Proskauer on Advertising Law
Proskauer on Advertising Law

Category Archives: Labeling Claims

Subscribe to Labeling Claims RSS Feed

When the Strength of the Facts Cannot be Lifted – SDNY Dismisses Muscle Maker Slack-Fill Class Action

The Southern District of New York recently dismissed a putative class action against Cytosport, the maker of Muscle Milk protein powder. The plaintiff, Orlando Bautista, alleged that he bought a container of Muscle Milk protein powder for $28 but was “surprised and disappointed” to discover that the package contained roughly 30% empty space. The suit … Continue Reading

IntenseX False Advertising Claims Lack Power and Performance

Last month, in Kanfer v. Pharmacare US, Inc., U.S. District Judge Marilyn Huff of the Southern District of California dismissed on what were essentially puffery grounds a consumer suit styled as a class action alleging that defendant PharmaCare falsely advertised its nutritional supplement, IntenseX, as an aphrodisiac that “would improve. . .sexual power and performance.” … Continue Reading

Standing to Assert Injunctive Relief is Not in the Tea Leaves, Court Says

In Lanovaz v. Twinings North America, Inc., Judge Whyte of the Northern District of California recently decided that the plaintiff lacked standing to pursue injunctive relief, and granted summary judgment for defendant Twinings.  The class action alleged that Twinings tea products were misbranded under California law as “natural source[s] of antioxidants.”… Continue Reading

Accurate Net Weight Disclosures May Defeat Slack-Fill Claims in California

Last April, we reported on Ebner v. Fresh, Inc., in which a Ninth Circuit panel held that the plaintiff failed to state a claim that Sugar lip balm packaging was misleading because it contained non-functional “slack-fill.” Last month, the Ninth Circuit rejected plaintiff’s petition for rehearing en banc but also amended its earlier opinion. Though … Continue Reading

De-certifiably Natural – Ninth Circuit Finds “All Natural” Label May be Misleading While Upholding Class Decertification

The Ninth Circuit Court of Appeals recently reversed in part and affirmed in part a Northern District of California ruling (discussed previously, here) concerning the “All Natural Fruit” labeling on Dole’s packaged fruit products. Brazil v. Dole Packaged Foods, LLC, No. 14-17480, 2016 WL 5539863 (9th Cir. Sept. 30, 2016). The appeals court reversed the lower court’s … Continue Reading

Not Sweet Enough: Ninth Circuit Tosses Claims Over Fresh Sugar Lip Balm Labeling and Packaging

Plaintiff Angela Ebner filed a putative class action against Fresh, Inc. alleging that the label, design and packaging of its Sugar lip balms deceived consumers about the amount of available product. In a published panel decision, the Ninth Circuit affirmed the district court’s ruling dismissing the plaintiff’s complaint in its entirety. Sugar lip balm, which … Continue Reading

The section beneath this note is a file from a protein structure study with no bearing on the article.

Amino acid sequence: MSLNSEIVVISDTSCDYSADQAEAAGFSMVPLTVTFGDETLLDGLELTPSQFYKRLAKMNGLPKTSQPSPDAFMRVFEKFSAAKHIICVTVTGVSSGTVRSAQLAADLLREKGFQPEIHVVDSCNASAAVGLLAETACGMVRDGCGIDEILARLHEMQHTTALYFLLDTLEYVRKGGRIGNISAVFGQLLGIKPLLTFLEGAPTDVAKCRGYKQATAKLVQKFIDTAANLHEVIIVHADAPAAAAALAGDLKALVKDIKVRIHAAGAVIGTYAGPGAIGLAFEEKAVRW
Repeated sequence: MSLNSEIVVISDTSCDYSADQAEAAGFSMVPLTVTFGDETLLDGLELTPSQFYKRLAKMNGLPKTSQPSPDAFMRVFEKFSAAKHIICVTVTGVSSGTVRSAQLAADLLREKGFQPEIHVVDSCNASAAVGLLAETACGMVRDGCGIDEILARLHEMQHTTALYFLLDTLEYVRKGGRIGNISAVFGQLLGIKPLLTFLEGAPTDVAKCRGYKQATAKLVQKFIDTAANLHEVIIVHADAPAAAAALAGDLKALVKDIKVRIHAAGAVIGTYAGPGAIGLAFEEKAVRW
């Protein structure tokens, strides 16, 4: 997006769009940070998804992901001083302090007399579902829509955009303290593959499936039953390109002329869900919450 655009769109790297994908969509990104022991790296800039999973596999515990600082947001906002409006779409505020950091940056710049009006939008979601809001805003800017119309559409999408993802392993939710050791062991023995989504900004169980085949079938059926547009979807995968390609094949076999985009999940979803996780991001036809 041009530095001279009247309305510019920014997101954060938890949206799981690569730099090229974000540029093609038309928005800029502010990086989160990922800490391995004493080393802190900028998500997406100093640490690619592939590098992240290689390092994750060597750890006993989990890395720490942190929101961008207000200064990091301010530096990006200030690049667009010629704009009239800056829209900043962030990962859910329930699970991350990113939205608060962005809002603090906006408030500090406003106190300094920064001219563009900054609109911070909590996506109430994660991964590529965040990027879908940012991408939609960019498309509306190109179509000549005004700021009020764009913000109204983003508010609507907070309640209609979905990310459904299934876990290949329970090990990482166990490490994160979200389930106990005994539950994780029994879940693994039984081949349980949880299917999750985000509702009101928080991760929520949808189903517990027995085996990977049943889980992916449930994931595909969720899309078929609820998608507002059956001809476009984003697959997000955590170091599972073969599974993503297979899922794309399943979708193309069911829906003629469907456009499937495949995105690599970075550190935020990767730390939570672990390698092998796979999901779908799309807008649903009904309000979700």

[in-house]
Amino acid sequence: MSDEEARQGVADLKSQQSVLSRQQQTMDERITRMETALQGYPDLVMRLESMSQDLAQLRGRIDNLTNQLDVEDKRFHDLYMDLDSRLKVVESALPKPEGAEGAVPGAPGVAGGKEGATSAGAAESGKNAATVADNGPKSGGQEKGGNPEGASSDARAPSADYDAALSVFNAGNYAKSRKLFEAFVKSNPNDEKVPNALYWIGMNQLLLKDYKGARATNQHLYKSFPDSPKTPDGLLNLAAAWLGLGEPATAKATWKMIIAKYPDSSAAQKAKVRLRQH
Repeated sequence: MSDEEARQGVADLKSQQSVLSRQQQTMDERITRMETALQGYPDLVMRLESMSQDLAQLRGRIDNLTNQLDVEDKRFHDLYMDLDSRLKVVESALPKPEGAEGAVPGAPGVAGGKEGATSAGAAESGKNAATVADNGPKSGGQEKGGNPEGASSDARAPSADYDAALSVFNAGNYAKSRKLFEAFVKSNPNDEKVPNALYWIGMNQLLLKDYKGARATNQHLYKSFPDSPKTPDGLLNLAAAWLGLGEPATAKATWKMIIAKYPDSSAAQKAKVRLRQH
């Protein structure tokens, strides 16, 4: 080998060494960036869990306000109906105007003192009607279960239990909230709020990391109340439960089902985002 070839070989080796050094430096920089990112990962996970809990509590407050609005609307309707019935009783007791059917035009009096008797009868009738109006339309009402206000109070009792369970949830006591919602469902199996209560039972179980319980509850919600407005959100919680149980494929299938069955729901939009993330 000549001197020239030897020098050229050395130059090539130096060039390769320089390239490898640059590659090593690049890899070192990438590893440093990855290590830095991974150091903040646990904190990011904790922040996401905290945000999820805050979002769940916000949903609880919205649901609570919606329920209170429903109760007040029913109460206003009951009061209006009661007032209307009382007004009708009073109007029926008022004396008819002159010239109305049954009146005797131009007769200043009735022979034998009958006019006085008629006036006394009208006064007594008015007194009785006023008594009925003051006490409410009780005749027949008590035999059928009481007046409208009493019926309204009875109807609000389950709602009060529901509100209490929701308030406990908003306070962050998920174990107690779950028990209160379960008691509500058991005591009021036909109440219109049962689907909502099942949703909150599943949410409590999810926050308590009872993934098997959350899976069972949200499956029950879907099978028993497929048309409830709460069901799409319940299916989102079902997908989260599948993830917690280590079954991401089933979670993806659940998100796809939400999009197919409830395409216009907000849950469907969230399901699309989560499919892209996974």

California District Court Unplugs Duracell False Advertising Suit

Recently, Judge Lucy H. Koh of the Northern District of California dismissed a putative class action claiming that Procter & Gamble and Gillette deceptively advertised Duracell Coppertop AA and AAA batteries. Defendants advertised the batteries as having “Duralock Power Preserve Technology,” which, according to the challenged advertising, made them “GUARANTEED for 10 YEARS in storage.”  … Continue Reading

California Supreme Court Holds Organic Labeling Suit a Natural Fit in State Court

In December, the California Supreme Court held that a challenge to a farm’s labeling of its herbs as “organic” under state false advertising laws is not preempted by the federal Organic Foods Production Act of 1990 (“Organic Foods Act”). Although the Defendant, Herb Thyme Farms, Inc., typically used conventional herb-growing methods, one of its farms … Continue Reading

Snack Time: Court Finds Prominent Pictures of Produce on Fruit Snacks Not Deceptive

Last month, the Northern District of California held that prominent photographs of fruits and vegetables on Plum Organics’ food packaging were not enough to mislead a reasonable consumer into believing that the pictured produce were the product’s predominant ingredients. A picture on food packaging may speak a thousand words but, according to the court, reasonable … Continue Reading

Staying Natural: Hain Label Dispute Must Wait for Ninth Circuit Decisions

A district judge in the Northern District of California pressed pause on a mislabeling suit involving “natural” claims pending the outcome of two Ninth Circuit appeals. Astiana v. The Hain Celestial Group, Inc., et al., No. 11-cv-06342 (PJH) (N.D. Cal.) is a putative class action in which the consumer plaintiffs alleged that Hain misleadingly labeled … Continue Reading

Ruling Allows Gerber False Advertising Suit to Crawl Onward

For plaintiffs concerned that the Fourth Circuit Court of Appeals’ June 19, 2015 decision in Brown v. GNC Corp. signaled the muscling in of a stricter new pleading standard for false advertising class actions nationwide, a recent ruling out of the Central District of California likely acted as a pacifier. On July 14, 2015, U.S. … Continue Reading